The deal is expected to bring Greece's debt down to 120.5 percent of gross domestic product by 2020 — around the maximum the eurozone and IMF consider sustainable. At the moment, the debt stands at more than 160 percent of GDP.
But as Greece's economy faces a fifth year of recession, confidence that it can reach the 120 percent target in 2020 was fading quickly.
"One can discuss at length the assumptions on which this (target) is based," German Finance Minister Wolfgang Schaeuble said after the meeting. "Because of that we decided to at least be sincere about the figures."
Ahead of the meeting, Greece's international creditors — the EU, the ECB and the IMF — warned that without new measures the debt would still remain close to 129 percent by the end of the decade even under its optimistic scenario. That shortfall persisted even though Athens had faced down violent protests to pass a massive new round of cuts and reforms through Parliament just last week.
So to reach a successful outcome, the finance ministers had to fight on many fronts.
The representatives of private holders of Greek debt had to agree to steeper losses than they had earlier said was possible in a voluntary debt relief. The Institute of International Finance said the bond swap could see Greece's debt reduced by €107 billion immediately. On top of that, investors will be asked to give Athens 30 years to repay them, compared with just under 7 years. Average interest rates would fall to 3.65 percent from around 4.8 percent.
Jean Lemierre, who was co-heading the talks for the IIF, said overall losses for private bondholders would be above 70 percent when accounting for the new bonds' longer repayment period and lower interest rate.
Private investors weren't the only ones having to give ground.
The eurozone countries will reduce the interest that Greece has to pay for its first package of bailout loans to 1.5 percentage points over market rates from between 2 percentage points to 3 percentage points currently, cutting both its debt load and limiting the need for new rescue loans.
At the same time, the European Central Bank and the national central banks in the countries that use the euro will forego profits on their Greek debt holdings, again reducing the costs for Greece.
"It's a very good accord in the sense that it is equitably divvied up," said French Finance Minister Francois Baroin. "The Greeks have made their efforts. The Europeans are playing their supporting role, in their role as creditors ... And the private sector part goes beyond" what could be expected.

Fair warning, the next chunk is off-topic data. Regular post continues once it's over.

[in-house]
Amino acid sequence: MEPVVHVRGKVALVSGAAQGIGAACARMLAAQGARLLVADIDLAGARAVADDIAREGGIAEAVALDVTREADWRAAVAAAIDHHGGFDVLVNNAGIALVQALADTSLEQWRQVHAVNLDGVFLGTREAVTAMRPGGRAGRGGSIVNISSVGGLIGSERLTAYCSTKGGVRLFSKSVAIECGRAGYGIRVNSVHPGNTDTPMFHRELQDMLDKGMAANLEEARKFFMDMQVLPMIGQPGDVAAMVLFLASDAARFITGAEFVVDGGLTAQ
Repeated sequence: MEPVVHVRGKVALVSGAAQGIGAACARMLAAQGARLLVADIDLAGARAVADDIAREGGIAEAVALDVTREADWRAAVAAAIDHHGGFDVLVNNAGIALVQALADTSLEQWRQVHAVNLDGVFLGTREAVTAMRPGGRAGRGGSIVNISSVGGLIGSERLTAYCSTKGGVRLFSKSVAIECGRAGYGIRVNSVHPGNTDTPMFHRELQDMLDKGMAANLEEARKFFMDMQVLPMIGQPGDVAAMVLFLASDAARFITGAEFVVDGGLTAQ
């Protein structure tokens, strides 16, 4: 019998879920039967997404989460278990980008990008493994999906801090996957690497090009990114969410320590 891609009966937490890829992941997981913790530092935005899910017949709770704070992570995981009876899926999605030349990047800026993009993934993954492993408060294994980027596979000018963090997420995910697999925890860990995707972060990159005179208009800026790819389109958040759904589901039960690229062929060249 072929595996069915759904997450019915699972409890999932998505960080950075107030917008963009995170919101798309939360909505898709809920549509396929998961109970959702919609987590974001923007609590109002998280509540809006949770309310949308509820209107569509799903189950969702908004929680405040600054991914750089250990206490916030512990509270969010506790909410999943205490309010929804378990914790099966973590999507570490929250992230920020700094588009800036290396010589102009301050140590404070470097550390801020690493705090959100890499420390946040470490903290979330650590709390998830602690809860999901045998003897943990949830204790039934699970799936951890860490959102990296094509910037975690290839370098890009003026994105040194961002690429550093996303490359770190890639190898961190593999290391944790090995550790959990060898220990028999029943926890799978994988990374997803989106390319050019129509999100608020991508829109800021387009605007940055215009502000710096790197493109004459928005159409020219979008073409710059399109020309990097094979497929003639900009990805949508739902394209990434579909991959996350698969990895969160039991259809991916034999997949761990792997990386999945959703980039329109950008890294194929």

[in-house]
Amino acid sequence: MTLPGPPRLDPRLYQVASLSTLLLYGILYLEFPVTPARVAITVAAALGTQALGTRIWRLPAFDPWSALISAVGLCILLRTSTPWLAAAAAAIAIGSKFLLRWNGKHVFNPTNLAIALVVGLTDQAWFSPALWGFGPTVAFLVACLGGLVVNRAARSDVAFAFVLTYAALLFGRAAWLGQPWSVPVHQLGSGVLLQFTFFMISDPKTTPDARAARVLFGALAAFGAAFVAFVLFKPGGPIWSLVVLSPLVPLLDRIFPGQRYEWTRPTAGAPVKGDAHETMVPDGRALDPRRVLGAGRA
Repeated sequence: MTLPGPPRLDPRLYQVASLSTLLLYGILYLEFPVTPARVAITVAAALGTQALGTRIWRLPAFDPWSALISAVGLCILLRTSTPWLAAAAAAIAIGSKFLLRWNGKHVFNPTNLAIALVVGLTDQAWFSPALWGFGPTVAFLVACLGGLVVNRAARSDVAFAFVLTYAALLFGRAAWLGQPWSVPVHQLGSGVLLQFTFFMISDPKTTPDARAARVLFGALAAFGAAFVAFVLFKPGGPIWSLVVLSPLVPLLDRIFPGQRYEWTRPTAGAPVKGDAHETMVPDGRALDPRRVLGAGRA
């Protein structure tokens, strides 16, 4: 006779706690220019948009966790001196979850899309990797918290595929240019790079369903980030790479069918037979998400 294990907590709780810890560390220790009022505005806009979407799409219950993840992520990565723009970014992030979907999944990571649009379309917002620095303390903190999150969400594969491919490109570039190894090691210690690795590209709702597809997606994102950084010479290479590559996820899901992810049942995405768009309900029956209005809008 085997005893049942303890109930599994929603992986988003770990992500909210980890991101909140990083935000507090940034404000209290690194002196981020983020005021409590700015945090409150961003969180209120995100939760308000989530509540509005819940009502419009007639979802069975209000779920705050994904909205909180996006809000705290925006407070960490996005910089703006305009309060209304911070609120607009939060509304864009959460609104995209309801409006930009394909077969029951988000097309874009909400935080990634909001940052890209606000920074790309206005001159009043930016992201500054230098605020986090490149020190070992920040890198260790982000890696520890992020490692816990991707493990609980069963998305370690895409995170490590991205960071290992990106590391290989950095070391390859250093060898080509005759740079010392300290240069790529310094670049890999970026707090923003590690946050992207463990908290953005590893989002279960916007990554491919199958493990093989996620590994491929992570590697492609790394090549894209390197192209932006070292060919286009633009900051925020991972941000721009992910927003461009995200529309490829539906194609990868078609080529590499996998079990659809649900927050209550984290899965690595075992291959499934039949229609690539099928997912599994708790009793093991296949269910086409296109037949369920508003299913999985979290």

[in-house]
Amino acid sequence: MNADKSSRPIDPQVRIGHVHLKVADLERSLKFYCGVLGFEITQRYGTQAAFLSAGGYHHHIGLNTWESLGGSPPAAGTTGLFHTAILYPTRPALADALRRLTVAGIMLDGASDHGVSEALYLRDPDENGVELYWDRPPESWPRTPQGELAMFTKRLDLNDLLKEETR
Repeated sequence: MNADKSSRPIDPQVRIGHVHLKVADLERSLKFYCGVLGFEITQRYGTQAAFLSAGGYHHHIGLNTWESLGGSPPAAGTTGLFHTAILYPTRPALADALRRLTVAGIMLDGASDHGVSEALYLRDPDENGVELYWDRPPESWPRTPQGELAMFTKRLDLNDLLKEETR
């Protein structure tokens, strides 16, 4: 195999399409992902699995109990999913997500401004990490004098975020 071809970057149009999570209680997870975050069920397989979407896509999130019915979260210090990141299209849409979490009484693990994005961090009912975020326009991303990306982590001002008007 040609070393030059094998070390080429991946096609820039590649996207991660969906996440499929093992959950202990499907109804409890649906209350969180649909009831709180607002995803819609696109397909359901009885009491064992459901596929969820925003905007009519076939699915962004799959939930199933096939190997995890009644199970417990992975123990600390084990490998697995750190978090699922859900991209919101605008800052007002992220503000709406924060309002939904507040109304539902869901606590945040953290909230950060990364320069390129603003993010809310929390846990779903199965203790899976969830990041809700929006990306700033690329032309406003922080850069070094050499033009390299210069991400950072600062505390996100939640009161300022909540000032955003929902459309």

But several hurdles remain before Greece will see any of the money or other benefits of the new program.
Apart from the implementation of more than 30 different savings and reform measures by Greece, the new bailout has to be debated by parliaments in several member states, including Germany, the Netherlands and Finland.
The IMF also still has to decide how much of the €130 billion bill it is willing to stump up. Going into the meeting, the Washington-based fund had indicated its contribution will be lower than the one-third of the total it has provided in previous bailouts.
IMF chief Lagarde said the fund's board would decide on its contribution in the second week of March.
"In doing so it will have in mind the overall program, but also additional matters such as the proper setting up of a decent firewall," Lagarde said with reference to Europe's current and future bailout funds.
At the moment, the overall ceiling for eurozone rescue loans has been set at €500 billion ($663 billion), much of which has already been committed to Ireland, Portugal and now Greece. Euro leaders will decide at their summit in early March whether that ceiling should be increased.
On top of that, it will also take some time to see how many private creditors will participate in the debt relief and how many will have to be forced to sign up through new legal clauses. The representatives of the private bondholders said they were confident that investors would find the deal attractive, but some analysts fear that imposing losses on even some bondholders may destabilize markets.
Perhaps most crucially, however, may be new national elections in Greece scheduled for April, which could upend the political landscape in the country. The leaders of the two main parties have committed to the cuts and reform program, but anti-bailout parties have been gaining in the polls.
Derek Gatopoulos and Elena Becatoros in Athens, Greece, and Don Melvin in Brussels contributed to this report.